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State University System Gets Crunched

by Susannah Kopecky, published

As California heads through January, ever closer to the magical date of February 1, all California citizens face a startling truth: the state is rapidly heading toward becoming, for lack of a better word, broke.

Governor Schwarzenegger has already designated February 1 as the proverbial point of no return, after which, if the state legislature doesn’t take immediate and decisive action, the state will no longer be solvent enough to keep hanging out checks. Rather, state workers and those expecting tax refunds may instead expect to receive IOUs. As fun as it might sound to receive such a novelty item from the state, the novelty may wear off faster for those who rely on the state government to pay their bills and buy food.

Another victim in state’s projected $42 billion budget shortfall is the intricate system of colleges within the state. The community colleges will surely take a hit, though they already rely on less money in research funding than the California State Universities, which in turn rely on even fewer research funding dollars than the University of California system.

According to new reports, the UC system is being directed to cut 2009 freshman enrollment by about 6 percent, or between 2,000 and 2,500 new students. Interestingly, there is no “typical” pattern here, as each UC school has chosen different procedures to follow. The entire UC system is being forced to cut back a total of 2,300 new students, though some of the UC’s are increasing enrollment, while others prepare to cut back by more than 10 percent.

According to new reports, UC Berkeley and UC Merced will increase its freshman class, by 80 and 155, respectively, while UCSD and UCSB face student cuts of between 6 and 12 percentage points. UCLA’s project change is very minor. According to UC President Mark Yudof, the enrollment cut “actually is a modest reduction in that it aims to bring our enrollments into line with our resources over several years rather than in a single year.…In future years, of course, we hope the state will be able to focus on investing in California's human capital and provide the resources necessary for expanded opportunity in public higher education.” The UC regents also agreed to freeze the salaries of some of its top administrators. The UC system currently educates about 220,000 students every year.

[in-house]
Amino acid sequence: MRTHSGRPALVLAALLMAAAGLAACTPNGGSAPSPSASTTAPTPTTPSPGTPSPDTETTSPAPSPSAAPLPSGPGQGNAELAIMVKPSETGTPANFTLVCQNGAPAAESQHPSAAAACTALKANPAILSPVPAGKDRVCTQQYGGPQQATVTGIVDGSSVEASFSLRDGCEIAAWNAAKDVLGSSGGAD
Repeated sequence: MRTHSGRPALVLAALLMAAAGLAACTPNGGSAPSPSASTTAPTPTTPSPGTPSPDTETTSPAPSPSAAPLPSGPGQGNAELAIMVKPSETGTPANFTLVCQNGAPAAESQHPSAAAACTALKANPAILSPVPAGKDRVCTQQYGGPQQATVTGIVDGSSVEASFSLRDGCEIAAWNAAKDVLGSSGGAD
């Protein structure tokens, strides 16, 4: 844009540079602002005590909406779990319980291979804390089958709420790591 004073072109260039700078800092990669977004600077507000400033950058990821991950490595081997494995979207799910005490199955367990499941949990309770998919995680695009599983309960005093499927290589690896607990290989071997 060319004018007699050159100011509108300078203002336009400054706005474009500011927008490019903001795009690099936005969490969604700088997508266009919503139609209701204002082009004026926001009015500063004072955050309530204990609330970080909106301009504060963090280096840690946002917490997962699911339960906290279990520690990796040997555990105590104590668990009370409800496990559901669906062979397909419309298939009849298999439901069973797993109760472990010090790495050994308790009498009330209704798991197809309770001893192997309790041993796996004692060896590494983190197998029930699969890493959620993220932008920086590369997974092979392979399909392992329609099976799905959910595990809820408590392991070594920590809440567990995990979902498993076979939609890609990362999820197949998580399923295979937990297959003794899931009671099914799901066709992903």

The CSU system is preparing to cut nearly five times the number of enrollments as the UC system, down about 10,000 new freshman admittances. However, the CSU college system only serves about one-third of the number of students that the UC system does, serving about 45,000 per year.

Both the CSU and UC system will endure projected budget cuts of more than $130 million as the budget is tightened to deal with the mounting deficit. Already there have been executive orders to halt construction on newly planned projects on public campuses, such as new buildings and renovations to some older structures. California State University Dominguez and Easy Bay are both victims to the cash shortage, each containing units that were planned to undergo renovations, or to be completed projects. All CSU’s have also been ordered to go on a hiring freeze since January 9, when CSU Chancellor Charles B. Reed requested the CSU universities to do so. According to Reed, the CSU system will fall nearly $16 million short of the funds necessary to run the CSU system in 2009-2010. Reed summed up the CSU situation as such: “We have… been forced to suspend and shut down state-funded design and construction projects on all of our campuses in response to the state’s freezing of $600 million in general-obligation and lease revenue bonds used to finance these projects. Unfortunately, hundreds of projects will be affected including libraries, performing arts centers, classrooms, administration buildings, seismic upgrades, laboratories and more.”

What will be different about the typical UC and CSU campus next year? For all CSU's, and for some exempt UC’s, there will be significantly less construction of new buildings, and a likely plateau of new programs, at least for the coming year, as the universities work to make enough money to stay in business.

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